Embracing Command Line Tooling with Backbone Applications

by Jack Franklin

In this article I'll take you through how we can use command line tools such as Grunt, Bower and Yeoman to speed up our typical development workflow. Today I'll be using the example of a Backbone application, but it's easily applied to any other type of front-end application or web site you might be building.

The use of tools on the command line has really increased over the past two years, particularly when it comes to tools for working on the front-end. We've seen the rise of Node.js, enabling us to run JavaScript on the command line which consequently has seen developers write scripts to automate part of their workflow. You may already use some of these tools to run preprocessors such as Sass, LESS, CoffeeScript or another.

Embracing a tool like Yeoman lets you move away from a lot of the manual lifting that comes with setting up and then working on a project. For example, until I used Yeoman I would often create new projects from scratch; creating the folder structure, creating my initial JavaScript files and downloading any resources I needed manually by finding them online. Not only does this take time, but it's something us developers have to do so frequently, that it's silly not to automate this. Yeoman will set this up for you, along with a lot else. Things like upgrading to the latest version of a library, or minifying your JavaScript before deployment, can be done in an instant with a proper tool chain.

Today we'll be using the modern workflow as defined on the Yeoman site. This consists of three parts:

  • Yo. Yo is the tool built by the Yeoman team to quickly generate a project and scaffolding out a new application.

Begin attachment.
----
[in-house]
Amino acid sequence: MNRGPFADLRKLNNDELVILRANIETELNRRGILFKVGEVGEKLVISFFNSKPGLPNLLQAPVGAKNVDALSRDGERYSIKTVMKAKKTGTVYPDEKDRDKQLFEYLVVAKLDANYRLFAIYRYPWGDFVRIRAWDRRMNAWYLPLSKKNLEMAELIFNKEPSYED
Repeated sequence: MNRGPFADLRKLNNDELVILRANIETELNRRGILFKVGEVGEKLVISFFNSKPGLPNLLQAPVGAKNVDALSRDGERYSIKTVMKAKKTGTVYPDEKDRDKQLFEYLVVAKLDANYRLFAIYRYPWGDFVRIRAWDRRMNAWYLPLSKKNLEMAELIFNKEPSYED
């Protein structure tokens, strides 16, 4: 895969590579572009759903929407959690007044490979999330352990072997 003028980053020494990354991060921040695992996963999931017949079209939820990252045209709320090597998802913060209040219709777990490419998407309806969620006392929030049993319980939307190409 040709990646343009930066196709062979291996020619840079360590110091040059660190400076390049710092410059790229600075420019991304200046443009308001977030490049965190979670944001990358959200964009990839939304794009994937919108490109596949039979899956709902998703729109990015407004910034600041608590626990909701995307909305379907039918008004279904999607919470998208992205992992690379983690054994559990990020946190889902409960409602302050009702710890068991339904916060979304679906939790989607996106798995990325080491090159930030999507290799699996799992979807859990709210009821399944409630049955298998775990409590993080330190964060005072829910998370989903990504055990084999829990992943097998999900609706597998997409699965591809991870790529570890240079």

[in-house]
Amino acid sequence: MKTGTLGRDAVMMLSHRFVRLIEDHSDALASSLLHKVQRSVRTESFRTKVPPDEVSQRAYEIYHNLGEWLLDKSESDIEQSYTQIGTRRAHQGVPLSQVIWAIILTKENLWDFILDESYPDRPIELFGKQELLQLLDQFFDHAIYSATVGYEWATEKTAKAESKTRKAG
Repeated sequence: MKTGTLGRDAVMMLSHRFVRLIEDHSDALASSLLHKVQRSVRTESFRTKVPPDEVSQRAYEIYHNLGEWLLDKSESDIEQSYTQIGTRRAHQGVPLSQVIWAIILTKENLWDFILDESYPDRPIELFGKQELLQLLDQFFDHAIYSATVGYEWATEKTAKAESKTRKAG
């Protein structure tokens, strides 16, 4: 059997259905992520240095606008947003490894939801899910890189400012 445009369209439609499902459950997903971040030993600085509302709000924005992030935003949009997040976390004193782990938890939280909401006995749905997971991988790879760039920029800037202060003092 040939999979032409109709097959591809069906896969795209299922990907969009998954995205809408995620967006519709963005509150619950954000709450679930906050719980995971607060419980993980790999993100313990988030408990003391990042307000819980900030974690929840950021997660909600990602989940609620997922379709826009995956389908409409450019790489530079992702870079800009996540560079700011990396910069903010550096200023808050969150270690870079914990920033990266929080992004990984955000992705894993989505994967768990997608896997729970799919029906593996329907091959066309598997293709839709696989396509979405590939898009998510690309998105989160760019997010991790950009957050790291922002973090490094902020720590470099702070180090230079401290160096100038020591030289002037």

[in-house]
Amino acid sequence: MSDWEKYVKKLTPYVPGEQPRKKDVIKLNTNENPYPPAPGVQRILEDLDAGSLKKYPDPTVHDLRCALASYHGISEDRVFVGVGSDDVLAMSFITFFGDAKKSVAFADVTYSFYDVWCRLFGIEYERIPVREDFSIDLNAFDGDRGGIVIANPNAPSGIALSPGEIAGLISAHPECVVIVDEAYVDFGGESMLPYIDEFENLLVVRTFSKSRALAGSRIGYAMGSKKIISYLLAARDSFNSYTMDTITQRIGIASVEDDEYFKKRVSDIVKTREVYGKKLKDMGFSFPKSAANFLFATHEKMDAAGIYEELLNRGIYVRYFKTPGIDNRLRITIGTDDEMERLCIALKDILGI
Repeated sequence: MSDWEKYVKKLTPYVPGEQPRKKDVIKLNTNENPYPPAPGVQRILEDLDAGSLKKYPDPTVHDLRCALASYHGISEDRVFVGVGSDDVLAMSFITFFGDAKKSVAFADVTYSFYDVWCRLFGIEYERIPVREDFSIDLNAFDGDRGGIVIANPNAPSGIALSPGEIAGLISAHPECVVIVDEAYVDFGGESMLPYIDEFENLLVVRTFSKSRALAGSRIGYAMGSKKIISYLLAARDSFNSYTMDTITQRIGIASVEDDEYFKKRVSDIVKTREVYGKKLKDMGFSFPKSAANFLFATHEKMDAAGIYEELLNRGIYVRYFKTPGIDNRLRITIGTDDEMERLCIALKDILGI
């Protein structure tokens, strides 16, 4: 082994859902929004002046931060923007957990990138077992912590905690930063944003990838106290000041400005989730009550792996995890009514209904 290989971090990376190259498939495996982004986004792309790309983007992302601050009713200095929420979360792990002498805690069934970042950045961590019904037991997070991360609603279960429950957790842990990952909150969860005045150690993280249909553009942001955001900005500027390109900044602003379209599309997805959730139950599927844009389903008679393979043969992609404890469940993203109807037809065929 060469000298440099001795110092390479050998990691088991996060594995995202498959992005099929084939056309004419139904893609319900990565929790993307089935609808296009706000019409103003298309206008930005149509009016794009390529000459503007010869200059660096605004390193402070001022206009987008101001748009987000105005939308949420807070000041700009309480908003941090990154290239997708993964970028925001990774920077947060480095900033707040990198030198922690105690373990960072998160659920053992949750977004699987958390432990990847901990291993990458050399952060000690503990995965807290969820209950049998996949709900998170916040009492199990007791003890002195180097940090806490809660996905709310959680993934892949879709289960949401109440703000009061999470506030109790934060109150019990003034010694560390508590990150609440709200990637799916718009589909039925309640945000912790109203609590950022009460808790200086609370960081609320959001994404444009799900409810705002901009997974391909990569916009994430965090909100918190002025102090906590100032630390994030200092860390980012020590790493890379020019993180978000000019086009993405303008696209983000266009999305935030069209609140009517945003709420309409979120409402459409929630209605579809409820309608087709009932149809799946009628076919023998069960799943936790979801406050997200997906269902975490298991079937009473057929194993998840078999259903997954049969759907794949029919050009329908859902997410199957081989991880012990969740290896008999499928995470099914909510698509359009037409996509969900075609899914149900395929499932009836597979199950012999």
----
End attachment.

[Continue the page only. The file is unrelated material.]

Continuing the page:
• Bower. Bower is used for managing dependencies, so there's no longer any need to manually download library source files yourself.
  • Grunt. Grunt is a JavaScript task runner and contains tasks for running your app's tests, building a minified and ready for deployment version of your app, and much more that we'll see shortly.

Yo

Before we can look at how Bower and Grunt work, we need to have a sample project to use. Thankfully, this is where Yo is perfect. To install Yo, you'll need to have NodeJS, npm (which usually comes as part of Node) and Git installed. You can install NodeJS through the installer on the NodeJS website. This also installs npm, the node package manager, for you. Similarly, you can install Git from the Git website.

Installing Yo

Once you've got that far, it's time to install Yo. Yo is a node module which we install via npm. It will provide us with a command line program that we can use to scaffold new applications. The first thing to do is load up your terminal and run:

$ npm install --global yo

The --global flag instructs npm to install the module globally. By installing it globally, it will be available to use from everywhere on your machine, so you can run yo regardless of the directory you are currently in. When you run that command you'll get a whole load of output, but once it's done Yo will be installed. To test it, run this command:

$ yo --version
1.1.2

If you see that, you can be confident that Yeoman is installed properly.

Generators

Generators are at the heart of Yo - they are what you run run to generate files and folders for projects. Yo doesn't come with any generators by default, but there are a vast number available that are listed on the Yeoman site. In this article we're going to use the Backbone generator. The Backbone generator is on Github and, just like Yo, is installed through npm. You can install it by running this command on your command line: